i received reader mail this morning from a friend to this site. i hope in discussing her case that i keep on the right side of propriety--and that she'll email me asking for an edit if she finds anything to her disliking.
she's going through a situation not unfamiliar to your correspondent, having to let go of someone she cares about. like me--like so many of us for whom music is a constant companion, she's making him a mix, one w/ what i think is a lovely conceit. she came to me seeking a song that begins w/ the letter "y." (why? i won't tell!) she wasn't necessarily looking for a love song, but she weren't agin it.
in love, "y" is the most loaded letter in the alphabet as so many of the song titles begin w/ "you." (i eagerly await the stephin merritt concept album. after all he already has "you, you, you, you, you.") it's multi-purpose : it allows one a place to hide (like poor, haunted julie london); it commands ("you need love"); it informs ("you are my sunshine"); it accuses ("you tore me down"); it bears malice ("you'll never find another love like mine"). above all, though, and in direct opposition to "i," it apostrophizes, it calls out to an absent figure. it's not surprising that my dear reader needed someone else to suggest a song for this letter.
i treaded lightly while making suggestions, adding what i thought of each in relation to her situation in parentheticals. this might not have been necessary, only she could say really, but i think the mixmaking process is such a fantastic shield against the future; that it's something one really indulges in, its construction allowing--or even requiring its maker to engage in reverie, to call up songs inextricably wedded to moments. and so as i was generating suggestions, and as she was throwing out ideas, i too was taken back (and aback).
... and after while of that, i've had enough, and it occurs to me to just recommend "young americans."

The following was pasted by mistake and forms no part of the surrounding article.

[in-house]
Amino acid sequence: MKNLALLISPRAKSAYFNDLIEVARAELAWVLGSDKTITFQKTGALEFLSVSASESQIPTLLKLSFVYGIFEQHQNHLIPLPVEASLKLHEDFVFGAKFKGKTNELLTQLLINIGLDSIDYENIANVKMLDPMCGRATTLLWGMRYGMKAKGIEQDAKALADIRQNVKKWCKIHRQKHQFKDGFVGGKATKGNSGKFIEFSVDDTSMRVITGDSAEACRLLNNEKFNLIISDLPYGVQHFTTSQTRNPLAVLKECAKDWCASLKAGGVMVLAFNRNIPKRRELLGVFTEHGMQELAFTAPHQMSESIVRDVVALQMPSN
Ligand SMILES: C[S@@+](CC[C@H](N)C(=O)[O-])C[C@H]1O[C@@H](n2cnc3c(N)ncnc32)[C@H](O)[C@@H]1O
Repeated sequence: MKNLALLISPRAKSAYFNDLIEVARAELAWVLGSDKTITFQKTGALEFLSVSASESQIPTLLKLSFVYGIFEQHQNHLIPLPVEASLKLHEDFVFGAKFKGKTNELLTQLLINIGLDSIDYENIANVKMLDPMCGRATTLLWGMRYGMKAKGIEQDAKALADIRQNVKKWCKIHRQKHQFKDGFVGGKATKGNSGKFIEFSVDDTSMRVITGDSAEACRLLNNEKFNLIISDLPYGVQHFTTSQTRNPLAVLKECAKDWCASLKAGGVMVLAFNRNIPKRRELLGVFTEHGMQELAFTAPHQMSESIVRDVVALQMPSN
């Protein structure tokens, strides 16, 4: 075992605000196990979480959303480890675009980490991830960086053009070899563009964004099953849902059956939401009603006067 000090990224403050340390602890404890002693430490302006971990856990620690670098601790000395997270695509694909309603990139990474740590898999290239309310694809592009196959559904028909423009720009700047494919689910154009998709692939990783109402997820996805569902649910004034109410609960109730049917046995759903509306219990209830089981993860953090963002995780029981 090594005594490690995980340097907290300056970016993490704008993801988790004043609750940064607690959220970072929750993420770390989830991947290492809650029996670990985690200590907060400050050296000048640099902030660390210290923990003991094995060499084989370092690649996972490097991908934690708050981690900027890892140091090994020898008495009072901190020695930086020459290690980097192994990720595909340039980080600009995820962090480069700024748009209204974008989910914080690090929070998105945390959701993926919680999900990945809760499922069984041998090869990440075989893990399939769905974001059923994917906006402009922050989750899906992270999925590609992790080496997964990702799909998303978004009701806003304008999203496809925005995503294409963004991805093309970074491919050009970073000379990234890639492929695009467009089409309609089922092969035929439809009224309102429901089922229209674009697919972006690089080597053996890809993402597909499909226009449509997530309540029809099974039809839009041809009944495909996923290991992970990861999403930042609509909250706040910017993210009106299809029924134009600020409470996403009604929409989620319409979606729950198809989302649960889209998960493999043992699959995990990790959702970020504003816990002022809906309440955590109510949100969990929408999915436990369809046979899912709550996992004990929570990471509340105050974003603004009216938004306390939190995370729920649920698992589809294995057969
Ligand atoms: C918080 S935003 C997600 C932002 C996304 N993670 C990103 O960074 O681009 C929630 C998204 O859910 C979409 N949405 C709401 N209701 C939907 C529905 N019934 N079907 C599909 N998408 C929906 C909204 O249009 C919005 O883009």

ah, but we persist! b/c we have no other viable choice. and so tonight i post :
dean martin - "you belong to me" (from the dino : the essential dean martin lp, available for purchase here.)
it's 1952. "you belong to me" is the latest work from songwriter pee wee king, best known for 1947's "tennessee waltz." within weeks of each other, sue thompson, joni james, patti page, jo stafford, and dean martin recorded versions of the record, w/ stafford's version coming out on top, #1 on both the u.s. & u.k. charts, becoming the first song by a female singer to top the latter.
dino's version defamiliarizes b/c it inverts the song's v. familiar opening lines. perhaps this is why his version only went to #12; perhaps the audience identified this as a "female" song, much as they did w/ "tennessee waltz" (even though both songs were written by men!). how could a woman in the 50's be doing the extensive traveling that the object of the song is doing? and why wouldn't dino be at her side? also, there's the "these boots are made for walkin'" factor. lee hazlewood sang the song before nancy, but she had the hit : such words were less threatening and more palatable coming out of female's mouth. (unless, of course, the female is jessica simpson and the male is nick lachey. now that we know who wore the boots in that relationship, it just seems cruel.)
but that's oversimplifying things, turning a deaf ear to the tenuousness of dino's claim, to the unsung "... please?" that implicitly follows the titular command, to his need to remind her to remember. if she belongs to him, it's only by her leave, but she's happy to let him think he has a great claim on her, esp. if it'll keep him from worrying too much as he tries to calculate what time it is where she is now. it might have been this sensitivity, then, that doomed his version. maybe women weren't ready for such vulnerability from dean martin. from frank, yes, but from dino?
and maybe it's not the boldness of the claim, but the vulnerability that it hints at that scuppers this as a mixtape selection. (i'm sorry!) there is a silver lining, i think. though you and s/he may not be in the same city, state, or area code, wherever you are--however remote--is still a destination; and there's always, as "you belong to me" demonstrates, a silver plane that knows the way back. people have a heartening habit of returning when you need them most, i believe that. the best you can do for now is let them know they'll be welcome when they do.